I remember the first time I was ever yelled at by a coach. I was training with our club’s swim team at the pool, and was probably around age 7 or 8. I had been swimming almost before I could walk, and my grade school routine included swimming twice a day. Once before school, and once after.
I distinctly remember hanging on the edge, trying to catch my breath, and thinking ‘I can’t do this anymore’ as they we watched the pace clock’s colourful arrows tell us when the next swimmer was to start. My coach’s booming voice (though he was just a senior in high school) yelled across the pool: “You’re not tired, keep going!”
I shook my head vehemently as I clung to the side of the pool. He came over, picked me up by my armpits and planted me on my feet as I barely registered being pulled out of the water. Standing on the deck, I stared at my feet, embarassed that I was singled out amongst the other kids.
“Do you want to be here?” He asked.
I nodded quickly.
“Then get in and swim.”
And with that comment he picked me back up and dropped me in the pool.
I remember the frustration, the heat in my face, but most of all, the renewed vigour with which I swam that morning.
I can’t say that it was probably the best way to treat a child, or that the experience didn’t change me. However, I know that every athlete, every individual has their own ways of being motivated by their coaches. There was something about the tone of disappointment, and the way you were spoken to, that they believed you could do better – that was what motivated me.
Some things never change.
I went to my first beginner wrestling class this morning after all the ‘hype’ I had heard from rest of my team. The wrestling instructor had an impressive resume, and his style of teaching was tough, brash, and you could always count on him for a good workout.
I had come off a night shift and hadn’t slept yet, since class was fairly early on a Sunday morning. I figured I could use the extra workout and even hit the morning BJJ class right before wrestling. In retrospect, going to back-to-back classes on no sleep and no food (I don’t eat on night shifts, since my stomach is sensitive.) wasn’t really a good idea.
The BJJ class was good, it was a review of back control and back escapes with RNC and collar chokes we had worked on the previous week. I saw one of the regular girls in class, and headed towards her when I noticed we had a new girl in (her first week – yay!) and grabbed us as a group of three. I even had a chance to roll with one of the larger guys in class, and worked on positional sparring near the end of class. This was great because it provided a real challenge to a few things I had been practicing. Note to self: Guys vs. Girls post for the future.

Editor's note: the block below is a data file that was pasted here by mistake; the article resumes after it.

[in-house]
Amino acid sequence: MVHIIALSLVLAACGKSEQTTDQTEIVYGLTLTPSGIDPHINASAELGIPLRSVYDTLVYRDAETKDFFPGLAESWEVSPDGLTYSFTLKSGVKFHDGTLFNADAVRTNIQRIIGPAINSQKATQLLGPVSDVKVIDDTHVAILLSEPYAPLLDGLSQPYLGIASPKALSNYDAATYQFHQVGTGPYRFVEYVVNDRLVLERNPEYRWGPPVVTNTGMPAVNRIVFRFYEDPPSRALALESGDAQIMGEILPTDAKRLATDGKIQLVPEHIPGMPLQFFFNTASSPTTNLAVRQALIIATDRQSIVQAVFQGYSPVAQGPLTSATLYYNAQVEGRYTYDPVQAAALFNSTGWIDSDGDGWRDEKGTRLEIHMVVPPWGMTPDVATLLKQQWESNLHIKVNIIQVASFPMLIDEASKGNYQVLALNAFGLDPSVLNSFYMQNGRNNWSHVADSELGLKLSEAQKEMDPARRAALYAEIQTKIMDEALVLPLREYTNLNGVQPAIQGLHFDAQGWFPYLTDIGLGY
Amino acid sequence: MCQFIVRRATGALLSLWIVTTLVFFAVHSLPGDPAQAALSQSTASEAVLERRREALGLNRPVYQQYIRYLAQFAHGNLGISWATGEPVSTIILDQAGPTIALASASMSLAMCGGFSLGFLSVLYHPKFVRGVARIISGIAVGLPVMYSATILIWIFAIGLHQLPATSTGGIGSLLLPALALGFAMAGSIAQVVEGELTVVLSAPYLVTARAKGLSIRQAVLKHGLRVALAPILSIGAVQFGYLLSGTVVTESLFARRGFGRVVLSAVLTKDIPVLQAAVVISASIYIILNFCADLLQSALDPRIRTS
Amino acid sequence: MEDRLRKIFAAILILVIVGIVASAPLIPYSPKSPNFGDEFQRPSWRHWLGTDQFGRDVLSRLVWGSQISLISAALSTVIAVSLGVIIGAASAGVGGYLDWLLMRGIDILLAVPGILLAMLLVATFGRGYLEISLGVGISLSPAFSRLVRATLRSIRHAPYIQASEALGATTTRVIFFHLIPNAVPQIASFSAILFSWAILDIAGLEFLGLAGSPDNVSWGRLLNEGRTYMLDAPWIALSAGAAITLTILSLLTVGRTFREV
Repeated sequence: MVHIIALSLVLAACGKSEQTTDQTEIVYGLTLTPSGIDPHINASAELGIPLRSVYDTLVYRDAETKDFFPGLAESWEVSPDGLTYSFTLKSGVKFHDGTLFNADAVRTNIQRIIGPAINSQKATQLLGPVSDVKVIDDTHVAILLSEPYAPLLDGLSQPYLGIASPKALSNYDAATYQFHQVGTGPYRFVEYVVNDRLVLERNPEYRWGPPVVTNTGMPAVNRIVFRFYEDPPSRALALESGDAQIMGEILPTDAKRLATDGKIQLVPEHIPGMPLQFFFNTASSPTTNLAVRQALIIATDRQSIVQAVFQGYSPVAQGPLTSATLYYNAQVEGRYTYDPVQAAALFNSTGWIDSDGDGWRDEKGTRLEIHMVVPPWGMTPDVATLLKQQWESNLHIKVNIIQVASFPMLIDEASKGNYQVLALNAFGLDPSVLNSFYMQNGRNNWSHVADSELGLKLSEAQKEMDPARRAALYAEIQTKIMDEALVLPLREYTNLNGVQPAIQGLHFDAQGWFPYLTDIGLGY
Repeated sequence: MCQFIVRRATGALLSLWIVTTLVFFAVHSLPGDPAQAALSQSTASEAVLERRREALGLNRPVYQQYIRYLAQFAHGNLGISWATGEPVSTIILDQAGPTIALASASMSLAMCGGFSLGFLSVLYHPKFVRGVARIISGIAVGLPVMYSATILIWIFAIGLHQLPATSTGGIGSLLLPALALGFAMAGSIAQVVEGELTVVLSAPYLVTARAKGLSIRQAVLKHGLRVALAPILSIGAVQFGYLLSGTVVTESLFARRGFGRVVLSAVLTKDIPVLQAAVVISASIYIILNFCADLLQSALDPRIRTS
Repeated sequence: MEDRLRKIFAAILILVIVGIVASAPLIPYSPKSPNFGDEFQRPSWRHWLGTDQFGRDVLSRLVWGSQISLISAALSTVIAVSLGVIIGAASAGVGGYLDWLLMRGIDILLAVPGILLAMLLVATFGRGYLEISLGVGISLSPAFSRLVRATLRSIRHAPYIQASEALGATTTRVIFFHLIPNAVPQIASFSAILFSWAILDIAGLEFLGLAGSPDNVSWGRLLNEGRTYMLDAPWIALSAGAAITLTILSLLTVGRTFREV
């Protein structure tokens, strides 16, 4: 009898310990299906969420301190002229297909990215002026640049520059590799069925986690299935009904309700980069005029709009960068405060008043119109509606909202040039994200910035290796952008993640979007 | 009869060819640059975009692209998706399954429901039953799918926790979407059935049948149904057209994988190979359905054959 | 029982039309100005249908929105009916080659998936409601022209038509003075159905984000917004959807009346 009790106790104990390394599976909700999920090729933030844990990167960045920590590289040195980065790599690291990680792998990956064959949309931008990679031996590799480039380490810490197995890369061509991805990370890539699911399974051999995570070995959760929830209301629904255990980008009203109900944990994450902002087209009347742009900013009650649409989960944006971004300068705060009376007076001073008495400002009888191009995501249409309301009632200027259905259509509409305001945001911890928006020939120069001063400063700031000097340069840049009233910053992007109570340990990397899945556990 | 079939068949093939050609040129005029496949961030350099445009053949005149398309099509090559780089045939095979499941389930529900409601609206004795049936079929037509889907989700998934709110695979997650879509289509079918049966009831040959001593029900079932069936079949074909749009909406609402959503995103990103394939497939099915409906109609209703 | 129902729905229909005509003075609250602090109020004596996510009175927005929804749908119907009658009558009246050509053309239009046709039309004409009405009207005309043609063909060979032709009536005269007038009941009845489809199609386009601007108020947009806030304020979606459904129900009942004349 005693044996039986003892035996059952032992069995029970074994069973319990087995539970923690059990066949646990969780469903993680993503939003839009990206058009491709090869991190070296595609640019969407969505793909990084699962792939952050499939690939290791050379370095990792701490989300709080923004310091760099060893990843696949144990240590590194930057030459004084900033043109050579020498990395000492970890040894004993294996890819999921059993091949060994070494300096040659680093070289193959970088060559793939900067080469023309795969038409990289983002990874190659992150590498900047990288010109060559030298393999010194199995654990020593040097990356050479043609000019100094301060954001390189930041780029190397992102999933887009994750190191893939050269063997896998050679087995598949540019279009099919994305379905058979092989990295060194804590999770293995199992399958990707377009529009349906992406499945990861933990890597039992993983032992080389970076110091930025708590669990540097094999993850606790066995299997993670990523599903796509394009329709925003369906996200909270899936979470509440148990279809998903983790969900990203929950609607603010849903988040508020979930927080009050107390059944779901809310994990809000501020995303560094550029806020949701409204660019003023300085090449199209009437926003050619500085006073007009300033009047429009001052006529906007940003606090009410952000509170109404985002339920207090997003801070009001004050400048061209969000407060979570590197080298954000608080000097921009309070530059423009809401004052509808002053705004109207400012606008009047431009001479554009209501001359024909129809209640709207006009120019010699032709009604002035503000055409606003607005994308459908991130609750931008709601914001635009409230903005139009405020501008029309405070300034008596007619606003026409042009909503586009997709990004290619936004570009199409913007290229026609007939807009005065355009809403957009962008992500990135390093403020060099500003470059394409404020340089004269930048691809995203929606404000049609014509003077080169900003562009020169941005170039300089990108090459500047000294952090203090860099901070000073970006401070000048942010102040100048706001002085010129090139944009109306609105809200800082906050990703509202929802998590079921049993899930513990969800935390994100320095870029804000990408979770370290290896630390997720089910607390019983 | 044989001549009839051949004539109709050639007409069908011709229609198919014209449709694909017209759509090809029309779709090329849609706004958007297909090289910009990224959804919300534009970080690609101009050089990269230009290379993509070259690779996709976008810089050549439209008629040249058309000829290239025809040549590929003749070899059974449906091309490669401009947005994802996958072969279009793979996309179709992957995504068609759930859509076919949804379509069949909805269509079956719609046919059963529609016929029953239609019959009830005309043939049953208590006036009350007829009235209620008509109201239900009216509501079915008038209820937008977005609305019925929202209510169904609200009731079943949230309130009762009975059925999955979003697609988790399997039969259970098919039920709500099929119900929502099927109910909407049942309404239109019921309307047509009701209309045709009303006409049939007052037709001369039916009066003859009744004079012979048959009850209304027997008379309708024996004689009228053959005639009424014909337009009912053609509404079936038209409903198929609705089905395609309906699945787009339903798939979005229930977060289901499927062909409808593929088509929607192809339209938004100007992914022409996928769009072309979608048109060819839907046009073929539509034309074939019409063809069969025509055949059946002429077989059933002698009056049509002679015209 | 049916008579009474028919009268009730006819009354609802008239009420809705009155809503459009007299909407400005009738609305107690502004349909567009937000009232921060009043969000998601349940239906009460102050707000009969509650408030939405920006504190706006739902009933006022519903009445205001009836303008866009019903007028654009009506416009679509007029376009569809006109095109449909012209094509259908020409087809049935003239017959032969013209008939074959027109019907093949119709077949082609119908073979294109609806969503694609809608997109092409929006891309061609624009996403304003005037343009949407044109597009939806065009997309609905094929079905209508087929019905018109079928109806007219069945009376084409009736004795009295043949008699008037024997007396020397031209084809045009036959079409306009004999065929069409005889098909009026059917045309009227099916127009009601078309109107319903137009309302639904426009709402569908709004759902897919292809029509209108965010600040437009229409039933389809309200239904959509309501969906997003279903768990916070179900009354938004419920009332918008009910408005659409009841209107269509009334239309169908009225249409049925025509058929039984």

T hen, on to beginner wrestling. I ran back to the change room to pull off my gi and get into a rash guard and some shorts. When I got back, we had already started pummeling. I was paired with the new girl and I did my best to try to explain some of the drills (but what do I know?! I’m a total newb too.) I loved the format of the class, it was pretty much the same way ‘R’ worked me over in our one-on-one classes. Lots of positional drilling interspersed with circuit training of push-ups, sit-ups, burpees, sprawls…anything to get our heart rates up.
I know better than to take things personally in-class. Everything is an opportunity to learn and grow. But even with that mantra, it wears me down when everything I do is insulted, over and over again. The whole class felt like a series of ‘this is how you F#$@!’d up.’ I attempted to pay close attention to one thing, and quickly forgot everything else. Hell, I couldn’t even sprawl correctly. I had to reset my brain, and quickly pushed out one circuit of pushups and situps, grabbed a drink of water and thought to myself: “How badly do I want to be here right now?’”
R works me way harder when we train, and tells me I can do better, so why do I feel like shit? Oh right, I haven’t eaten or slept, suck it up and stick through it. I wasn’t looking for an excuse to leave, I was looking for reasons to stay.
So, I did.
I had a moment of self-pity afterwards, though the best thing I heard from R all day was “Don’t worry, when I’m done with you, you won’t need sleep to beat the boys.”
That’s right, I’m gonna be a fighting machine.